Could society be placing too much reliance on the quantity of information at its disposal when it should be equally focused on its accuracy?
That is one of the key questions that will be asked by Harvey Goldstein, professor of social statistics at the University of Bristol, in a debate that will explore the opportunities and challenges posed to social scientists, policymakers and the public by ever-expanding data streams.
The Big Data event at the British Academy, due to take place on 5 November, will assemble academic researchers and statisticians to discuss how best to use the increasingly accessible sets of public data on anything from education to road safety.
Other than Professor Goldstein, panel members for the event - for which Times Higher Education is media partner - are Paul Boyle, chief executive of the Economic and Social Research Council, Paul Woobey, director of the strategy and standards directorate at the Office for National Statistics, and Farida Vis, research fellow in the social sciences at the University of Sheffield.
The British Academy showed its commitment to the importance of open data when, in 2011, it launched "a four-year programme to support quantitative skills in the humanities and social sciences", stating that "people need to have the tools to interpret and critique the increasing amount of data now available".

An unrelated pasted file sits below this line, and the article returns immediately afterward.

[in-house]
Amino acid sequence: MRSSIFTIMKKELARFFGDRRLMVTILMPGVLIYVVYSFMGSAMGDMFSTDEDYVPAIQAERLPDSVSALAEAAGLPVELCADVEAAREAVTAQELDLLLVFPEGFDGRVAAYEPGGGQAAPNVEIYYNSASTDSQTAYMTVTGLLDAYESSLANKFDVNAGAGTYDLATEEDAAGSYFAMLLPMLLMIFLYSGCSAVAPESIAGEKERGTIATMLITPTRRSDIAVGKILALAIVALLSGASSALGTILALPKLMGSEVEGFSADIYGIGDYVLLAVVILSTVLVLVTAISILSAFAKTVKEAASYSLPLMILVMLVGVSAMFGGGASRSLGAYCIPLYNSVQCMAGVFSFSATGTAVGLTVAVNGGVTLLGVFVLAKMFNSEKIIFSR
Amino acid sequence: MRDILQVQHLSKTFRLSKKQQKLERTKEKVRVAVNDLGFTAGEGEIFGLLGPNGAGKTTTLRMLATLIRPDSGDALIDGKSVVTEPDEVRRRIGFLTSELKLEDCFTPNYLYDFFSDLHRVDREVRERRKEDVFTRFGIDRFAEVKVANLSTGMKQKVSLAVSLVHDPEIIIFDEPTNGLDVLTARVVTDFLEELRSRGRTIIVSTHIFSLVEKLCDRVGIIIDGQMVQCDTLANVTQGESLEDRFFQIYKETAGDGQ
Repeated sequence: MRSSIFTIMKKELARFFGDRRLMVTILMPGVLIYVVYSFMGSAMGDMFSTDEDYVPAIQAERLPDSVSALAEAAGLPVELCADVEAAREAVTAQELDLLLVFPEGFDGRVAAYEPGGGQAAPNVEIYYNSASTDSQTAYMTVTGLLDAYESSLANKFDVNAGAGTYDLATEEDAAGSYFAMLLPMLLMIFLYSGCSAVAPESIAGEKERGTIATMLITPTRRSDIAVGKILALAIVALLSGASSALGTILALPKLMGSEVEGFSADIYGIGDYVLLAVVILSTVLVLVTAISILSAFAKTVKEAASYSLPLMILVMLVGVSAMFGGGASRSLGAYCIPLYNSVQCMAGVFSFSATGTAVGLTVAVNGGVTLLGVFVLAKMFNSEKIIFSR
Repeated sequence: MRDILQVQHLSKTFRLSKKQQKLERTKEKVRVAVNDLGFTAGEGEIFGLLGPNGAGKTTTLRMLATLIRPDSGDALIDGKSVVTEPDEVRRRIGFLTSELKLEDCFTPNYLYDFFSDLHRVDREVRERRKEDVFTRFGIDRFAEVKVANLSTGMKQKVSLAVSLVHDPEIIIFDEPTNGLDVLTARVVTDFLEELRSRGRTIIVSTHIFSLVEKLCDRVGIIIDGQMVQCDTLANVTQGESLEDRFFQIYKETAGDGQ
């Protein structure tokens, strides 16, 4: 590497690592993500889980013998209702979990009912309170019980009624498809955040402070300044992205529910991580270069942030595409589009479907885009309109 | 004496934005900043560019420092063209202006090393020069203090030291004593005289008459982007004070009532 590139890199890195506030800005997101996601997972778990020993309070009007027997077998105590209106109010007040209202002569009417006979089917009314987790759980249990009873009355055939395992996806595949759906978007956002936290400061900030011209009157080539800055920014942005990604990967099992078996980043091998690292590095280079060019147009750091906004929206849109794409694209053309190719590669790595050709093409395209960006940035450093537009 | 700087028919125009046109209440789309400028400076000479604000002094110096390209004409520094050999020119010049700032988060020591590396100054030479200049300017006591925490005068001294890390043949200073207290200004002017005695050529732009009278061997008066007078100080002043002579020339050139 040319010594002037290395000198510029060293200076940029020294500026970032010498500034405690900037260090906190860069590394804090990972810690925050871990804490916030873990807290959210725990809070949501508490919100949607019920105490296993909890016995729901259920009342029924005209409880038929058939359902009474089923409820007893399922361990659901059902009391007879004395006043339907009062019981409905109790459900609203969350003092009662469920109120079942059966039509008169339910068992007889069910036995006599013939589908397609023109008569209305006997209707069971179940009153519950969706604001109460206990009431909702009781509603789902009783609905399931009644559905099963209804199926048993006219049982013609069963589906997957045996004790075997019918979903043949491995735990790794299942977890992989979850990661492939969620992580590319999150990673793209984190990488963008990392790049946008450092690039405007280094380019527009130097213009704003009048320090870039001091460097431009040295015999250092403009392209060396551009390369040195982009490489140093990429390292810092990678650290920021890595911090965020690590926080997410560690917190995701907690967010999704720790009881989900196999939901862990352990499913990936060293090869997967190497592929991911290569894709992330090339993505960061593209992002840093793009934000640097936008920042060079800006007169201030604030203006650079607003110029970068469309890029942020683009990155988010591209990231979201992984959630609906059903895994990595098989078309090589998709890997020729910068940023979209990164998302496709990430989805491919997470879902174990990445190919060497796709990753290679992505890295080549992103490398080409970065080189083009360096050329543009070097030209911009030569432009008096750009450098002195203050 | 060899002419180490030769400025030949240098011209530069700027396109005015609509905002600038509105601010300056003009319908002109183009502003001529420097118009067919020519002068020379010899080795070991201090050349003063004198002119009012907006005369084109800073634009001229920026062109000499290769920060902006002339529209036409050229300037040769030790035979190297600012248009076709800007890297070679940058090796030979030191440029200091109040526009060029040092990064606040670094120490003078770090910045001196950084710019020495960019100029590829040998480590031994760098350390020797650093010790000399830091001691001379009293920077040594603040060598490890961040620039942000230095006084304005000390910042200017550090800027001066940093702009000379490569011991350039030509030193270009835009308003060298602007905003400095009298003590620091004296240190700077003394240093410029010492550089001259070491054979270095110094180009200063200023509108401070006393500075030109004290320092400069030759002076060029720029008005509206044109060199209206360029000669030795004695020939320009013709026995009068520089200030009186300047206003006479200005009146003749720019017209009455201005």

Professor Goldstein will argue that it is often assumed that more measurement is always a good thing for policymaking, as if an increasing volume of information always translates into better decisions.
Although the availability of data has obvious benefits, Professor Goldstein will raise a number of questions about "the data tsunami threatening to engulf us".
School league tables are widely cited, for example, yet there has been little public debate on the issues of "added value" and "uncertainty intervals" that are crucial to interpret them, he will argue.
Neither policymakers nor advocates for "data freedom" feel any responsibility to explain why these statistical details actually matter.
Although he applauds initiatives such as the Royal Statistical Society's "getstats" campaign "to improve how we handle numbers", Professor Goldstein will suggest that far more needs to be done to divert the data "tsunami" into safer channels.